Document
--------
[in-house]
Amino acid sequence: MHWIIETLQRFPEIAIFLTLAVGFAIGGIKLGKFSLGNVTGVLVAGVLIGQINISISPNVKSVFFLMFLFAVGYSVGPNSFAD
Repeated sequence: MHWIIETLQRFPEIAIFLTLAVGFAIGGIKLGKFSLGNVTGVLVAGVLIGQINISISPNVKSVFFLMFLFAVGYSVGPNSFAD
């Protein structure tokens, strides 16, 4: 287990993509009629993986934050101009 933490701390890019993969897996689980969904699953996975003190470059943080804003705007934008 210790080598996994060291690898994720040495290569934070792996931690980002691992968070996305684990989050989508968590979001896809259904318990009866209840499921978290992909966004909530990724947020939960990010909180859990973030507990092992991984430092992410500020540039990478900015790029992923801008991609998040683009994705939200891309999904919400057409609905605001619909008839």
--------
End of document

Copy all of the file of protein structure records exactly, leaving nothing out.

[in-house]
Amino acid sequence: MHWIIETLQRFPEIAIFLTLAVGFAIGGIKLGKFSLGNVTGVLVAGVLIGQINISISPNVKSVFFLMFLFAVGYSVGPNSFAD
Repeated sequence: MHWIIETLQRFPEIAIFLTLAVGFAIGGIKLGKFSLGNVTGVLVAGVLIGQINISISPNVKSVFFLMFLFAVGYSVGPNSFAD
């Protein structure tokens, strides 16, 4: 287990993509009629993986934050101009 933490701390890019993969897996689980969904699953996975003190470059943080804003705007934008 210790080598996994060291690898994720040495290569934070792996931690980002691992968070996305684990989050989508968590979001896809259904318990009866209840499921978290992909966004909530990724947020939960990010909180859990973030507990092992991984430092992410500020540039990478900015790029992923801008991609998040683009994705939200891309999904919400057409609905605001619909008839």